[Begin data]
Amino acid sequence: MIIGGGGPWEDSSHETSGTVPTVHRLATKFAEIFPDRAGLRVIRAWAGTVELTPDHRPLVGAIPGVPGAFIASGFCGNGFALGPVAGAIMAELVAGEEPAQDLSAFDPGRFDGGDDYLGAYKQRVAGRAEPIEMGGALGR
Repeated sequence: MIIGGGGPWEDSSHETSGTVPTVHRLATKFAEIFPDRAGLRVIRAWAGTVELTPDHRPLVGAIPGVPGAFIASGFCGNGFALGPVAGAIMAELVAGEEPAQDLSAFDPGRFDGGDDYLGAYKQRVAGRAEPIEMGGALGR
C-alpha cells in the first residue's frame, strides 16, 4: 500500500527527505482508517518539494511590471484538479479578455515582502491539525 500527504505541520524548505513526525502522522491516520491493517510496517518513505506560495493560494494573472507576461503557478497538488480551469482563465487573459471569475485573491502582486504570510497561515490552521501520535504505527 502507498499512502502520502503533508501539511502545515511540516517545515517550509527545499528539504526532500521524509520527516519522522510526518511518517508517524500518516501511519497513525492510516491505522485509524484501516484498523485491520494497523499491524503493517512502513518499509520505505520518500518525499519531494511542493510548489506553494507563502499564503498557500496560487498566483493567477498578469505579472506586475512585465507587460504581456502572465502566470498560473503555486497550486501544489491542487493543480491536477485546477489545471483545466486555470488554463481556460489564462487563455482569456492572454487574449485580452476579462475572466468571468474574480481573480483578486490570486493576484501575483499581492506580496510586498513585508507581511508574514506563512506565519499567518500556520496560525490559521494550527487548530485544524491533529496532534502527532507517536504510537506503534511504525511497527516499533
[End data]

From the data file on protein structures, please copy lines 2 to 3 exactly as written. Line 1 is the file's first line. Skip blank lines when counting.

Repeated sequence: MIIGGGGPWEDSSHETSGTVPTVHRLATKFAEIFPDRAGLRVIRAWAGTVELTPDHRPLVGAIPGVPGAFIASGFCGNGFALGPVAGAIMAELVAGEEPAQDLSAFDPGRFDGGDDYLGAYKQRVAGRAEPIEMGGALGR
C-alpha cells in the first residue's frame, strides 16, 4: 500500500527527505482508517518539494511590471484538479479578455515582502491539525 500527504505541520524548505513526525502522522491516520491493517510496517518513505506560495493560494494573472507576461503557478497538488480551469482563465487573459471569475485573491502582486504570510497561515490552521501520535504505527 502507498499512502502520502503533508501539511502545515511540516517545515517550509527545499528539504526532500521524509520527516519522522510526518511518517508517524500518516501511519497513525492510516491505522485509524484501516484498523485491520494497523499491524503493517512502513518499509520505505520518500518525499519531494511542493510548489506553494507563502499564503498557500496560487498566483493567477498578469505579472506586475512585465507587460504581456502572465502566470498560473503555486497550486501544489491542487493543480491536477485546477489545471483545466486555470488554463481556460489564462487563455482569456492572454487574449485580452476579462475572466468571468474574480481573480483578486490570486493576484501575483499581492506580496510586498513585508507581511508574514506563512506565519499567518500556520496560525490559521494550527487548530485544524491533529496532534502527532507517536504510537506503534511504525511497527516499533